Why the UK tech scene is disappearing into private hands

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UK politicians are proud of the British tech scene but that enthusiasm is not so evident on the national stock market. Only last week, another UK tech business departed the public market for private capital with the $3.9bn sale of Sophos, a large established cyber security specialist based in Oxfordshire, to US private equity firm Thoma Bravo. It is only the latest example of a shift in the balance of power from listed to private that has been going on for at least a decade. And in the UK, as elsewhere in Europe, those investors who have sold out of tech have diminishing options for putting their money back to work, with very little in the way of a pipeline of high growth and large businesses to replace those being sold. Established names such as Logica, Misys and CSR have long since disappeared from the FTSE index of the UK’s biggest 250 companies. Then, the 2016 sale of chip designer Arm Holdings, arguably Britain’s most significant technology company, to Japan’s SoftBank proved a trigger for private equity to pick off dozens of smaller businesses.

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For those that remain, such as Sage, Micro Focus and Aveva, their future as listed businesses is also uncertain. One investment banker said that after Sophos, attention was now turning to these publicly quoted holdouts. “The slide rule is out,” he said. UK technology companies, particularly those in the enterprise software market, are plum targets for private equity. They generate cash, have long-term recurring revenues and often look undervalued as listed companies. Adding to this, the weakness of the pound and a trend of falling share prices has made buying in the sector much cheaper. Canada’s Open Text has denied reports it is preparing to bid for Micro Focus following reports last week but the UK company remains vulnerable, according to analysts. Its shares have halved since July and it has launched a strategic review of its business with Goldman Sachs. This is not to say that listings have completely dried up but there have only been a few of them in the UK and Europe, especially large ones. TeamViewer, a German rival to workplace messaging service Slack, came to market in Frankfurt this month at a €5bn valuation, bringing a large return for its private equity owner Permira and creating a listed rival to Europe’s largest quoted company SAP. It was the biggest float in Europe this year but, as in Britain, activity has been modest compared with the departure of longstanding listed technology names to private hands. In the UK, the £2.4bn float of Czech cyber security company Avast last year was hailed as a coup that underlined the “exceptional investor appetite” for technology companies in London but, in general, the traffic has been one way. High-growth companies such as Sophos may never return to the UK market: according to a person with direct knowledge of the situation, it is likely that its new owners will bulk up the business and then opt for a US float. Simon Russell, an investment banker at Macquarie who has advised and financed the European software sector for almost 25 years, said there were clear reasons for the public to private rebalancing. “There is a wall of money in private equity. It is long term, patient capital and there is usually an alignment between management in terms of the creation of wealth. There is no quarterly pressure and you can buy and build with support,” he said. “It is a long-term secular trend. Companies go private and want to stay there,” he said, pointing to business including Advanced Computer Software, Civica and Visma that have increased in value but have been traded between private equity funds rather than floated. Vin Murria, who founded and ran Advanced Computer Software and is now an adviser to private equity firm HG Capital, argued that because of the different tax treatment of private equity investment and executive pay in the UK, there is potential for high financial reward in the private sector. Other tax advantages of private equity, combined with the comfort of higher leverage and lower visibility during tough market transitions are other factors driving tech off public markets. “Right now, private equity holds all the cards,” she said. However, the lack of replacements for mature companies such as Sophos and Arm is a growing concern if Britain wants to be able to live up to the government’s ambitions for what it calls its “thriving tech sector which attracts brilliant people and billions of pounds of foreign investment”. “It’s like the High Street. Do we wait until everything is a charity shop or coffee shop before we do something?” said Ms Murria, who also sits on the board of Sophos. Alex van Someren, who founded and ran cryptography specialist nCipher when it was a listed company, said that the ecosystem around the UK-listed technology sector — buyside analysts, corporate finance, tech-savvy fund managers — has dried up in recent years as more companies have been sold, which diminishes Britain’s appeal as a destination for IPOs. “I feel this is a moment in time. We are at the tail-end of a spate of listings 10 and 20 years ago but there hasn’t been a replacement cycle. The supply has not been replenished. This should be recognised as a big problem,” said Mr van Someren, who is now a partner at early-stage investment fund Amadeus Capital.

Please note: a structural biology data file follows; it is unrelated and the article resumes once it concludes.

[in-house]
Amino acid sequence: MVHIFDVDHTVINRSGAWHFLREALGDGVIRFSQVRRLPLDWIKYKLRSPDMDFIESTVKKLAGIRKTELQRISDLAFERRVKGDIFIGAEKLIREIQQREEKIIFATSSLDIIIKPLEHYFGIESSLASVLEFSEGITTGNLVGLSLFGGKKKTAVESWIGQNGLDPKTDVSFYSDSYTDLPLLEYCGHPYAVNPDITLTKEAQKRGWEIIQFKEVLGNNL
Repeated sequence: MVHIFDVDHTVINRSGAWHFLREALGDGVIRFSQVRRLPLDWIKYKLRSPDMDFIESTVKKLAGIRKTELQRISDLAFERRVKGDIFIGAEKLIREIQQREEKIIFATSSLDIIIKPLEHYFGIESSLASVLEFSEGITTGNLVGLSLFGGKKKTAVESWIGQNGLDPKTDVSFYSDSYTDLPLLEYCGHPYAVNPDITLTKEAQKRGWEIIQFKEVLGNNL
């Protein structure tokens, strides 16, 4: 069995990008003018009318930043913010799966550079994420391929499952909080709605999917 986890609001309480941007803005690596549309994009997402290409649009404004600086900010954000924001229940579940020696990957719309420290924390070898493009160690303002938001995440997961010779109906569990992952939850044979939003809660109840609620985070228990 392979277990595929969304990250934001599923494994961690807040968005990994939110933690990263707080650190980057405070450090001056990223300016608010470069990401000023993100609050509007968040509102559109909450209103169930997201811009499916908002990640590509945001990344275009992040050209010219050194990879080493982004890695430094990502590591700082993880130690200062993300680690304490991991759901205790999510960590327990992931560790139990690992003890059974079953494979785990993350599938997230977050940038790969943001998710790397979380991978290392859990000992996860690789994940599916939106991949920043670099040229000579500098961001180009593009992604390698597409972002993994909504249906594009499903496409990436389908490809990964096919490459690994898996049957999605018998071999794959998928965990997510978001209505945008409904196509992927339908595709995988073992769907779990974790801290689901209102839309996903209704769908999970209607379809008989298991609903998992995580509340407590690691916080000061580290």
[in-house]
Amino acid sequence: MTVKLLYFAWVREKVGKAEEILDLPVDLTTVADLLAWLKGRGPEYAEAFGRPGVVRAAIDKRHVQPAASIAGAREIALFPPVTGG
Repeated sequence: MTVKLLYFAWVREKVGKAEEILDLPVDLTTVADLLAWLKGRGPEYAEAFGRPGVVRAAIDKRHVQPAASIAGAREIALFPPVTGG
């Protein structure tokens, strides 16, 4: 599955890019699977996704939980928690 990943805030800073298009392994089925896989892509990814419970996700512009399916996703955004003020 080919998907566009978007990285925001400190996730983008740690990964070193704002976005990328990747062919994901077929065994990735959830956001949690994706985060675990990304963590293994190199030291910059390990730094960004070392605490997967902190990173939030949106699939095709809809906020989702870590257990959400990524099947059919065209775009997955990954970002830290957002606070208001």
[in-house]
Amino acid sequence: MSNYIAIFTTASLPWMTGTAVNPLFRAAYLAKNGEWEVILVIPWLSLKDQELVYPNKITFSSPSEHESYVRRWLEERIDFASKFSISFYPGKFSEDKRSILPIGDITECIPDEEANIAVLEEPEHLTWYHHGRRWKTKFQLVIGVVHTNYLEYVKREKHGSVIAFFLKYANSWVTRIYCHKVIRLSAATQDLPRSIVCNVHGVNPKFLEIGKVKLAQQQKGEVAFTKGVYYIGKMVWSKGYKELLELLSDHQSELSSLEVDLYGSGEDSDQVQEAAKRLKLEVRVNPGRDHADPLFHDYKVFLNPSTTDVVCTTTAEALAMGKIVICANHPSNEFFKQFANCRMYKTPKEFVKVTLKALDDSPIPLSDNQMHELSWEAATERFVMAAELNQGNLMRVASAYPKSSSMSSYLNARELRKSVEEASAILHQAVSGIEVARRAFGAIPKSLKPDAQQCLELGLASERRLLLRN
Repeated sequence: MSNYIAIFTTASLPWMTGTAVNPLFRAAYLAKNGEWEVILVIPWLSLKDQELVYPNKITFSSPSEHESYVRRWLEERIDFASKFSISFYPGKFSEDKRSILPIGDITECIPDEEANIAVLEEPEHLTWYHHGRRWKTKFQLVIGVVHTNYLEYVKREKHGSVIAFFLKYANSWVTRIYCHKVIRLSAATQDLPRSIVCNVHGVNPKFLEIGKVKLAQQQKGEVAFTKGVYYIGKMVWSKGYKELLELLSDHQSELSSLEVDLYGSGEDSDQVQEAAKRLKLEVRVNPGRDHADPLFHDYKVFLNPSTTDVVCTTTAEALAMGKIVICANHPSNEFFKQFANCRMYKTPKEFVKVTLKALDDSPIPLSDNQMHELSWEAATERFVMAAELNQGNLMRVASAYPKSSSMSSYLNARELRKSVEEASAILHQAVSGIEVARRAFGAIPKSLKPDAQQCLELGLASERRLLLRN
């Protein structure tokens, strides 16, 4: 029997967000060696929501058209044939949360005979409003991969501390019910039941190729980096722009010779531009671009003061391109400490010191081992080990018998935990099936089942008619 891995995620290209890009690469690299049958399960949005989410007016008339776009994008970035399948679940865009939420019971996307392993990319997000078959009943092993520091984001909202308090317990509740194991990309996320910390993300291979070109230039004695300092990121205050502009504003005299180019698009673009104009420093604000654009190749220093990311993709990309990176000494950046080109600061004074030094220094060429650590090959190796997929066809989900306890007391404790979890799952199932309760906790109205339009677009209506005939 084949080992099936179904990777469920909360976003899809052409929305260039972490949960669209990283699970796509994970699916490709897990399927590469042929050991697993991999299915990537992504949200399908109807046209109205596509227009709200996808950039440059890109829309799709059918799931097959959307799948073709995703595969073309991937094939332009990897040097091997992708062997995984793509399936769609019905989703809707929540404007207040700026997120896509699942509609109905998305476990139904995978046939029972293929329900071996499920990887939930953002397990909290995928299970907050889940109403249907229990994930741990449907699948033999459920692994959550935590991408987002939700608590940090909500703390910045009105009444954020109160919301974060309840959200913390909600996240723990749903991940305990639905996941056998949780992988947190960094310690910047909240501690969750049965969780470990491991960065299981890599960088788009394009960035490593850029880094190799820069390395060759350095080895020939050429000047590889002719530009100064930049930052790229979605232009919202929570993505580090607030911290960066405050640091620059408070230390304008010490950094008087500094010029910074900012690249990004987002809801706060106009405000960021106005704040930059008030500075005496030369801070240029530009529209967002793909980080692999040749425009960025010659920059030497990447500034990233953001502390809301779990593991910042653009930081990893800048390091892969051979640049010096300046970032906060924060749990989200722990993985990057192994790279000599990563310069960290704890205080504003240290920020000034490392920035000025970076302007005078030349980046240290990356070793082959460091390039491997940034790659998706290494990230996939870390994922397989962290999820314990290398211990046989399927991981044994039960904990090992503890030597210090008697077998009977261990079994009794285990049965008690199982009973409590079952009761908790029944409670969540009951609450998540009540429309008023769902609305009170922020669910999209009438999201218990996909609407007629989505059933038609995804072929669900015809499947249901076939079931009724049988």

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Technology research company Megabuyte calculated that there are 134 companies in the British technology and telecoms sector that are privately held and would make a sizeable float. Of those, 14 have earnings of more than £50m and could fit the bill to replace companies such as Sophos. In contrast, the number of equivalent listed companies is 59 and shrinking. At the same time, there are some burgeoning UK tech businesses that have designs on the public markets. But they are not in a great rush. Cyber security company Tessian was founded in 2013. Rather than floating on London’s Aim, where it would have had the pressure of continually raising small amounts of money for development, it has had $60m in venture capital funding from firms including Sequoia and Amadeus. Tim Sadler, co-founder, said the problem with listing is that it entails “a spreadsheet-based approach to building a company”. The amount of private capital available to a company of his type and size means it can stay in a “hyper growth” phase for longer, he added. Tessian is “absolutely” striving toward a substantial float in the future but is no rush to fill the hole left by Sophos, Mr Sadler said. “It doesn’t happen overnight. It took Sophos 15 years to get there. You will see more UK tech superstars emerge. The UK scene needs another five to 10 years.”